She really wanted to know what a midget-faded rattlesnake looked like and find out its secret. Tiny and invisible was good.
She knew desert; it was in her bones. She was born under a cactus at high noon, or so the story went. Maybe she was. She was hot enough. Besides, she hated those white kids with their Converse high tops and hot-pink lipstick. They didn’t want to learn Spanish. They only wanted ass, and they weren’t getting hers. Besides, it was too cold. For her the desert never had good or bad weather, it had no weather. It refused weather like it didn’t belong. Just like her.
It was not a question of when to go but how to prepare. She’d start with the rocks. They were ancient and held wisdom. Rocks would help her understand how to live true and choose true like the earth does. She practiced first with pebbles, arranging them on her black plastic bag according to size and color. The dark ones she whispered to. The white ones she put in her mouth, rolling them against her teeth and humming. When she was ready to try words, she thought Spanish was best but not English. What did English know about heat anyway? She was the one to hear desert rock speak and then translate. She could read minds. She read his. She knew he was leaving before he did, like all the others.
She has plenty of water so this isn’t the problem. The problem is simple and therefore makes her angry. She hadn’t considered it would be hard to catch a lizard, rabbit, or snake, because she never sees any. When she crossed the border in that putrid water infested with leeches, she’d seen plenty, even crocs. That bastard coyote that ran off, taking all her savings, led her right to that raging river. But out here, out in the forsaken land, this Devil’s pit, there isn’t any food. She searches under those compelling rocks but there is only more sand. She worries about the baby; not the food, only water. She’d gone without food plenty of times. But no water, they would last three days max. With one gallon, four days. Double that and she’d have a good ten days, more than enough for her to hear what rocks have to say.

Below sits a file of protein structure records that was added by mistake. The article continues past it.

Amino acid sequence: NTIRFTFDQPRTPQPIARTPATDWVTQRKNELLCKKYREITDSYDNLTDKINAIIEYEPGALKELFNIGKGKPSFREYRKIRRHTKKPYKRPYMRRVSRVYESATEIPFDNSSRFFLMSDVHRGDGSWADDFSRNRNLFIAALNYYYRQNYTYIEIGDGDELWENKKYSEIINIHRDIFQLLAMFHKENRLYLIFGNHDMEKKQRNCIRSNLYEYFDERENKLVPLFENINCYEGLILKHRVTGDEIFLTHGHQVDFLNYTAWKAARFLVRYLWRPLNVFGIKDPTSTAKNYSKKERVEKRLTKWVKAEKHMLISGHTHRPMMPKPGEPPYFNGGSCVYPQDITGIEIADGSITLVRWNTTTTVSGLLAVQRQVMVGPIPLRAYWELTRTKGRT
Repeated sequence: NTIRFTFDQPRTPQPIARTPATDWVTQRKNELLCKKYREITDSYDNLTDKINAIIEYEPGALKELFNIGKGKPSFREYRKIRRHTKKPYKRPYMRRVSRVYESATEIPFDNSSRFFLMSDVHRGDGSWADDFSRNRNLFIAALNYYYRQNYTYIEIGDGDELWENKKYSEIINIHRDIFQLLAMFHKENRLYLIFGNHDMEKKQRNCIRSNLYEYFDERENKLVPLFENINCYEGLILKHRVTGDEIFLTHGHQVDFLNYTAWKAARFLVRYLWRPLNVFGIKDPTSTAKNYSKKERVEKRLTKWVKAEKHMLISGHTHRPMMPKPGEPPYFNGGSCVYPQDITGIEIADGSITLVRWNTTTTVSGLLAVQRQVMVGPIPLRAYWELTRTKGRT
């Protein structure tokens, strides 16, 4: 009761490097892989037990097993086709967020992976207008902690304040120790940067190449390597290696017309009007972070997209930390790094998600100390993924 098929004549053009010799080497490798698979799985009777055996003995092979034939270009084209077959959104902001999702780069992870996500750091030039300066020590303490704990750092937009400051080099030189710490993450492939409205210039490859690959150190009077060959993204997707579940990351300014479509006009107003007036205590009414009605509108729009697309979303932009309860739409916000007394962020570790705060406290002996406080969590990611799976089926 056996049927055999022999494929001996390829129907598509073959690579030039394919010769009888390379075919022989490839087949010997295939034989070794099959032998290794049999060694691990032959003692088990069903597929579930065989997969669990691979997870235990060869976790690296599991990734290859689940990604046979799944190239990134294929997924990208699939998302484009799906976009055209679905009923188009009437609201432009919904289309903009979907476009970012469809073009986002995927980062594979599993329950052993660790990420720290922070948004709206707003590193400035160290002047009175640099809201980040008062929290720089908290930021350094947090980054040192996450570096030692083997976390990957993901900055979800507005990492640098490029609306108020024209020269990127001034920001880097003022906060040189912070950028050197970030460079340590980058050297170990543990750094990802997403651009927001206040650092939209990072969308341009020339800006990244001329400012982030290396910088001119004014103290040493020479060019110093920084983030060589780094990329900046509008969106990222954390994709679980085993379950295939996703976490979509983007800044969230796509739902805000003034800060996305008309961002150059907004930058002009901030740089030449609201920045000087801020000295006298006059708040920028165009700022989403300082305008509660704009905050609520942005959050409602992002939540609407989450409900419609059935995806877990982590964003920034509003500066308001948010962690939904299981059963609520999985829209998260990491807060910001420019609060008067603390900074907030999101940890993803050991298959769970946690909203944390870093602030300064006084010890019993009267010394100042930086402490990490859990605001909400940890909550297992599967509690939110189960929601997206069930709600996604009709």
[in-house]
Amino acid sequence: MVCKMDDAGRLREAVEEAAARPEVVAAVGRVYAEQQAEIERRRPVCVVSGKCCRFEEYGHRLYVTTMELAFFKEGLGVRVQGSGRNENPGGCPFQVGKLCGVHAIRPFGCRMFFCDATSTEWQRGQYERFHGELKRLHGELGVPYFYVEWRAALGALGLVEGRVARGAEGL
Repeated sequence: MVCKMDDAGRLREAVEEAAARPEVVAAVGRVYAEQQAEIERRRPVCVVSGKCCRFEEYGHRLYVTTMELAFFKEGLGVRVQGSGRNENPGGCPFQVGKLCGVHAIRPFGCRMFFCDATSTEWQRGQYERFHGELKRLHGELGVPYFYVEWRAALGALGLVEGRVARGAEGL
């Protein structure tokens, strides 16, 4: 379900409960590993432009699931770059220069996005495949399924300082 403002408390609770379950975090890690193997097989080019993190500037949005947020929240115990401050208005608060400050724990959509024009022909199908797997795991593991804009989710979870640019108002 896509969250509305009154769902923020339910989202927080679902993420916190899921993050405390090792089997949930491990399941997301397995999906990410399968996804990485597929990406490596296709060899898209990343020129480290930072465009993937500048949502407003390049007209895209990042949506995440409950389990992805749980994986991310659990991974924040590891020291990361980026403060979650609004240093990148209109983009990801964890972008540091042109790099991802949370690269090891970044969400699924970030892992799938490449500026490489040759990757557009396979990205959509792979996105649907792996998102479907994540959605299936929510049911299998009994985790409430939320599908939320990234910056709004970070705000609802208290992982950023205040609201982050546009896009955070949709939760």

The heat is luminous. The clear, blue sky hitting the shimmering sand leaves her reeling. Now that she isn’t running she can appreciate the beauty of the desert. Lying in a patch of cactus shadow, she watches the trailings of heat across the sand and imagines, like the rocks, that the heat has a voice too. Everything can speak, even the thorns in the cactus and the bits of plastic flying in the wind. The desert is silent, a perfect place to hear the stories of the earth. The earth is the only being that is true and she is here to listen and listen hard. She’d wanted the truth her whole life.
Walking is okay but after awhile her body doesn’t want to go anymore. Why would it? Everything she needs is right here. In one square foot she has a million grains of sand and all the rocks she’s collected, enough shade, her water and the baby inside. If she stays put the water will last longer. She needs time to hear. This time there will be no border to cross because she’s stopped crossing. Even to God because there isn’t any. She is done hoping, except for her baby. That is hers alone and she has volumes of hope, which, she knows, isn’t the correct English.